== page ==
Is this the only innovation in weapons technology in history with the ability in itself to change warfare and alter the balance of power? Trevor Dupuy thought it might be. Shot IVY-MIKE, Eniwetok Atoll, 1 November 1952. [Wikimedia]

Trevor Dupuy was skeptical about the role of technology in determining outcomes in warfare. While he did believe technological innovation was crucial, he did not think that technology itself has decided success or failure on the battlefield. As he wrote posthumously in 1997,

I am a humanist, who is also convinced that technology is as important today in war as it ever was (and it has always been important), and that any national or military leader who neglects military technology does so to his peril and that of his country. But, paradoxically, perhaps to an extent even greater than ever before, the quality of military men is what wins wars and preserves nations. (emphasis added)

His conclusion was largely based upon his quantitative approach to studying military history, particularly the way humans have historically responded to the relentless trend of increasingly lethal military technology.

The Historical Relationship Between Weapon Lethality and Battle Casualty Rates

Based on a 1964 study for the U.S. Army, Dupuy identified a long-term historical relationship between increasing weapon lethality and decreasing average daily casualty rates in battle. (He summarized these findings in his book, The Evolution of Weapons and Warfare (1980). The quotes below are taken from it.)

Since antiquity, military technological development has produced weapons of ever increasing lethality. The rate of increase in lethality has grown particularly dramatically since the mid-19th century.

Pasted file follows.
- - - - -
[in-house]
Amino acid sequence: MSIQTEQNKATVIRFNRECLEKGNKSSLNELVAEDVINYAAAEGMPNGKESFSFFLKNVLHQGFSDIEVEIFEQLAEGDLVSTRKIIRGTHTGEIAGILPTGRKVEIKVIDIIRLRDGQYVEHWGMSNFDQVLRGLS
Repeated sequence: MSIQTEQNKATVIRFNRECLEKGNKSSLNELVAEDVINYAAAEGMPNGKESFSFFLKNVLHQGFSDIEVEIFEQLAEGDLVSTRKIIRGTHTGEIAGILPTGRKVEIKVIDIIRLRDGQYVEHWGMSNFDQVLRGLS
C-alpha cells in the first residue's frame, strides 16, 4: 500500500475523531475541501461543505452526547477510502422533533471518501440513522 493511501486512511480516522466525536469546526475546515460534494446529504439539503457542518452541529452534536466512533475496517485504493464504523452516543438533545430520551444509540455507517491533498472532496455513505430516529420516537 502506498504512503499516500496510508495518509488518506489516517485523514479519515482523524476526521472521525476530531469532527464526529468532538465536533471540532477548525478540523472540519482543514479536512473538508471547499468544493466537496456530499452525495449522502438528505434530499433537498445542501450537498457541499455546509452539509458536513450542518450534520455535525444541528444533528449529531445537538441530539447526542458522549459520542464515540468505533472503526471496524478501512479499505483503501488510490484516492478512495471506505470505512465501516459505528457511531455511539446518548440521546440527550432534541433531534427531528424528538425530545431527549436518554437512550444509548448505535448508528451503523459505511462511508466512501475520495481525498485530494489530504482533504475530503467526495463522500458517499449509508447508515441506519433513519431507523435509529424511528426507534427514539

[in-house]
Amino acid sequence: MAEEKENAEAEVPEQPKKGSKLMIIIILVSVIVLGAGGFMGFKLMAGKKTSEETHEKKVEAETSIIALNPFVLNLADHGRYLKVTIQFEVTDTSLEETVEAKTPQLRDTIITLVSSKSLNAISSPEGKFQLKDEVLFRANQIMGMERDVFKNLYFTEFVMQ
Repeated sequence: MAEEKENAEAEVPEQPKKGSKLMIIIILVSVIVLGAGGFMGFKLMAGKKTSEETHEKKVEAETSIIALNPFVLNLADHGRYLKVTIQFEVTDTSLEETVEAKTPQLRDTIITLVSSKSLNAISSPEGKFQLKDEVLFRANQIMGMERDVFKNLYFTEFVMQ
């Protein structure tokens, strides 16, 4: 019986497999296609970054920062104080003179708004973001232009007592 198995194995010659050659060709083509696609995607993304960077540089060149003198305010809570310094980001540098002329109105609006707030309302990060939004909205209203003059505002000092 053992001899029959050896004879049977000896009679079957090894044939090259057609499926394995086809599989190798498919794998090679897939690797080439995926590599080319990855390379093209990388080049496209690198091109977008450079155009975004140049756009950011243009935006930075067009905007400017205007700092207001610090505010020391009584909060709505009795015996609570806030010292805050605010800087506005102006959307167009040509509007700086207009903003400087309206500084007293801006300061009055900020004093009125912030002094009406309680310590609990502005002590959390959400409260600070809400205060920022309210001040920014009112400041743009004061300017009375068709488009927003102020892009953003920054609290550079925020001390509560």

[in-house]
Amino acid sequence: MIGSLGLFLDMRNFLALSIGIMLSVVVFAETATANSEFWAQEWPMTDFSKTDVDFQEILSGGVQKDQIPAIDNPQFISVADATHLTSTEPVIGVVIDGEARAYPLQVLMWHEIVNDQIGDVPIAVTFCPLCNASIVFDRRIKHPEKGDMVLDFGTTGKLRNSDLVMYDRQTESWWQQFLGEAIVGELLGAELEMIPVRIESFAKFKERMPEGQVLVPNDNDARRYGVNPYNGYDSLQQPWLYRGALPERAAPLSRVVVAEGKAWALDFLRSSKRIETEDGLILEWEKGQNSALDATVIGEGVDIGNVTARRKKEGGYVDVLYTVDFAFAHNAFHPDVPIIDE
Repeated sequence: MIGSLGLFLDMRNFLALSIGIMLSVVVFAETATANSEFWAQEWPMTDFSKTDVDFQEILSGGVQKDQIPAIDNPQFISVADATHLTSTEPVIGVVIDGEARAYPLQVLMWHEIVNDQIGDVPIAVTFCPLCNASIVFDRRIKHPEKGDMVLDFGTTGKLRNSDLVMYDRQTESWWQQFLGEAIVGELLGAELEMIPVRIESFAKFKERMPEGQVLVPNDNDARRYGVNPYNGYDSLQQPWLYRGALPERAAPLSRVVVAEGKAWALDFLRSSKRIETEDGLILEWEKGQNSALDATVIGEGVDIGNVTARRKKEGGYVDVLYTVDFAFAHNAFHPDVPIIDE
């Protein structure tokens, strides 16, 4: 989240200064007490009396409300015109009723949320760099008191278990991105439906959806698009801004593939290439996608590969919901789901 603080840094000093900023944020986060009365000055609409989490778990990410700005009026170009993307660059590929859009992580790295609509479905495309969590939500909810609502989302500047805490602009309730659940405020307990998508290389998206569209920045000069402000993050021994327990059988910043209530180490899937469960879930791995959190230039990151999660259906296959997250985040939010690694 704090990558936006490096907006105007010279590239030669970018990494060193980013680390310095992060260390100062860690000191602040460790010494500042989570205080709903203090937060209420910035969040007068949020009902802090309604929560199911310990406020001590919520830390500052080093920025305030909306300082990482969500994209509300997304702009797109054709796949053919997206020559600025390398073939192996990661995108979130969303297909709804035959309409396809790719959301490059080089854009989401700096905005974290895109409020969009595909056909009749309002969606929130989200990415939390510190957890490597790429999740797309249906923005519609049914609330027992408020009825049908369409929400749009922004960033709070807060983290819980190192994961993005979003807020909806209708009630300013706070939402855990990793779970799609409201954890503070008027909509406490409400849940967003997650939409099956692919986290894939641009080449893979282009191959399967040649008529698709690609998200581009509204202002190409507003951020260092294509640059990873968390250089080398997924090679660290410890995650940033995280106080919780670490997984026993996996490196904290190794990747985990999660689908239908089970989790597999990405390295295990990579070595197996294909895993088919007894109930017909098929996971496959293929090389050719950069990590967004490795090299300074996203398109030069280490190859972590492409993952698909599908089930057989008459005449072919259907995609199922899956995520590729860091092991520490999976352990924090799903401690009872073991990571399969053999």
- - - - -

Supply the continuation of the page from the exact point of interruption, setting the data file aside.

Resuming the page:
However, in contrast, the average daily casualty rate in combat has been in decline since 1600. With notable exceptions during the 19th century, casualty rates have continued to fall through the late 20th century. If technological innovation has produced vastly more lethal weapons, why have there been fewer average daily casualties in battle?

The primary cause, Dupuy concluded, was that humans have adapted to increasing weapon lethality by changing the way they fight. He identified three key tactical trends in the modern era that have influenced the relationship between lethality and casualties:

Technological Innovation and Organizational Assimilation

Dupuy noted that the historical correlation between weapons development and their use in combat has not been linear because the pace of integration has been largely determined by military leaders, not the rate of technological innovation. “The process of doctrinal assimilation of new weapons into compatible tactical and organizational systems has proved to be much more significant than invention of a weapon or adoption of a prototype, regardless of the dimensions of the advance in lethality.” [p. 337]

As a result, the history of warfare has been exemplified more often by a discontinuity between weapons and tactical systems than effective continuity.

During most of military history there have been marked and observable imbalances between military efforts and military results, an imbalance particularly manifested by inconclusive battles and high combat casualties. More often than not this imbalance seems to be the result of incompatibility, or incongruence, between the weapons of warfare available and the means and/or tactics employing the weapons. [p. 341]

In short, military organizations typically have not been fully effective at exploiting new weapons technology to advantage on the battlefield. Truly decisive alignment between weapons and systems for their employment has been exceptionally rare. Dupuy asserted that

There have been six important tactical systems in military history in which weapons and tactics were in obvious congruence, and which were able to achieve decisive results at small casualty costs while inflicting disproportionate numbers of casualties. These systems were:

  • the Macedonian system of Alexander the Great, ca. 340 B.C.
  • the Roman system of Scipio and Flaminius, ca. 200 B.C.
  • the Mongol system of Ghengis Khan, ca. A.D. 1200
  • the English system of Edward I, Edward III, and Henry V, ca. A.D. 1350
  • the French system of Napoleon, ca. A.D. 1800
  • the German blitzkrieg system, ca. A.D. 1940 [p. 341]

With one caveat, Dupuy could not identify any single weapon that had decisively changed warfare in of itself without a corresponding human adaptation in its use on the battlefield.